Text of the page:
When I was in HS, a teacher of mine, who had a daughter my age, opened up a folk dancing "club" as an after school activity. I joined it and I LOVED it -- and then I turned my ankle hard and thus was unable to complete the year out in the club -- and then it fell apart. I also remember having attended a few school dances, and being surrounded by all the black kids who wanted to learn my moves. I was a white chick with rhythm!!!

It was not until years later that I was able to claim my dance personality. At age 21, began going to Folk Dance nights in Woodstock. I learned Bulgarian, Turkish, Greek, Yugoslavian, Israeli dances and I LOVED it. A few years after that I took a class in belly dancing. Then I learned Contra and Square Dancing, and then Swing Dancing (Lindy, Jitterbug, Rockabilly, West Coast Swing and more), then other ballroom dances, and then Cajun and Zydeco Dancing. I also learned a basic Western Two Step. Finally, I began attending West African Dance classes given by Carol Dowd at the Mountain View Studio in Woodstock, NY. I was good at all the dances I attempted. I even gave some performances with other friends of mine who also danced. It was a heady time for me back then. I was so active -- I danced several nights most weeks, worked out at gym a few days a week, went on long, strenuous hikes, swam, and even my job was physically demanding.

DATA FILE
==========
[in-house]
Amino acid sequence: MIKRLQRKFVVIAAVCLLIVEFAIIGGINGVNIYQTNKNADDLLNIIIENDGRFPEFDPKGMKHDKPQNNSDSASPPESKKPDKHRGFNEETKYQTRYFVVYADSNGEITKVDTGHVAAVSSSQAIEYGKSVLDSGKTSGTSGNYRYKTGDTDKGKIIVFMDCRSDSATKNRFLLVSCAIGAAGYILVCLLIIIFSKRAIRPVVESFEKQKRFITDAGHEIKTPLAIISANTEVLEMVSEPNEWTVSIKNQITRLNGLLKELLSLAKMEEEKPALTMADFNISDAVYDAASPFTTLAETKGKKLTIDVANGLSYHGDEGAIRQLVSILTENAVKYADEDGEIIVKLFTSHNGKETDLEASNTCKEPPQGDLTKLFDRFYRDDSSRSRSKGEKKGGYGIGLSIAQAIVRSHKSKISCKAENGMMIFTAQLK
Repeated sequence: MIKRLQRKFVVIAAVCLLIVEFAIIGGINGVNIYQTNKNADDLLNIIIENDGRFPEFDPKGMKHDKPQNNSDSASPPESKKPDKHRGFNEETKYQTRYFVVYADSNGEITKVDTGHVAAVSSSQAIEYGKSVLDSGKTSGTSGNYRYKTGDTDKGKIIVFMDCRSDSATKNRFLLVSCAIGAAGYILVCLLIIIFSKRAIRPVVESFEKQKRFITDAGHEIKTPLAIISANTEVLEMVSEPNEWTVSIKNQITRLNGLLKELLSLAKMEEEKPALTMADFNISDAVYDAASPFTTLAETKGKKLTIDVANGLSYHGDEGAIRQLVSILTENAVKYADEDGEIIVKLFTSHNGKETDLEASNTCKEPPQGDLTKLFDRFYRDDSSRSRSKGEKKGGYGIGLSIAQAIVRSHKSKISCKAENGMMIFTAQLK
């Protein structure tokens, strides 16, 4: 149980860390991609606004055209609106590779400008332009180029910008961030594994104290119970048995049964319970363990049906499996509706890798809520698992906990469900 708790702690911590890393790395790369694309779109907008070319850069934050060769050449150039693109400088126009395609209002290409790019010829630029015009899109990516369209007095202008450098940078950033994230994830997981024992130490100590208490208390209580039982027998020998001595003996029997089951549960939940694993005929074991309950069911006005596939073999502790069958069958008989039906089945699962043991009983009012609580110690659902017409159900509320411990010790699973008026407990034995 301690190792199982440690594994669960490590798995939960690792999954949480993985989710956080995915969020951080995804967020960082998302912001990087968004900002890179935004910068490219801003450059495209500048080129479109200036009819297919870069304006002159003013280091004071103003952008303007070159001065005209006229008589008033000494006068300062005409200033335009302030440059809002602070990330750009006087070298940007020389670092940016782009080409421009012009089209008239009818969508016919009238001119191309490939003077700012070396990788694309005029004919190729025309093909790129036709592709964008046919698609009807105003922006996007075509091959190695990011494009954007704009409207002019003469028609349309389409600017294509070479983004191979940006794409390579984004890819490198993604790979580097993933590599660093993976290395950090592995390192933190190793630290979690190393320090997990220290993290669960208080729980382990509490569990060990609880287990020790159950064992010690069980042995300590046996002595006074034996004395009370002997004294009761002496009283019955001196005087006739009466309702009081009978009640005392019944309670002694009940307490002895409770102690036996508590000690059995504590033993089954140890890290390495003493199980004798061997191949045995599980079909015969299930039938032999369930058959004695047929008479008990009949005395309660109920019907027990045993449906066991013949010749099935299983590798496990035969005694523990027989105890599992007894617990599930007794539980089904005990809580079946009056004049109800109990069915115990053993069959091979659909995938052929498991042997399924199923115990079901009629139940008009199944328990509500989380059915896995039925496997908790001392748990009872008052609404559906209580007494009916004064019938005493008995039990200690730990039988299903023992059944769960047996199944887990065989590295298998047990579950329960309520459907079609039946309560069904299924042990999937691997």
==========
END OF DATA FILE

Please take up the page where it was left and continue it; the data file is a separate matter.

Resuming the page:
Eventually, the activity took its toll on me. It caused my arthritis to flare up at a young age. I had no chance to avoid it -- all my grandparents have it and my father as well. Then, in 1996 I slipped on a freshly waxed floor at my place of employment. There were no warning signs or stanchions, so I did not know the floor was wet with wax. I went flying and landed on my lower back. It took me about a year to "recover" -- but to this day I occasionally feel blips of discomfort or pain in my lower back. Most of that is due to arthritis and damp, cold weather exacerbating it (when I go upstate to the mountains for a weekend).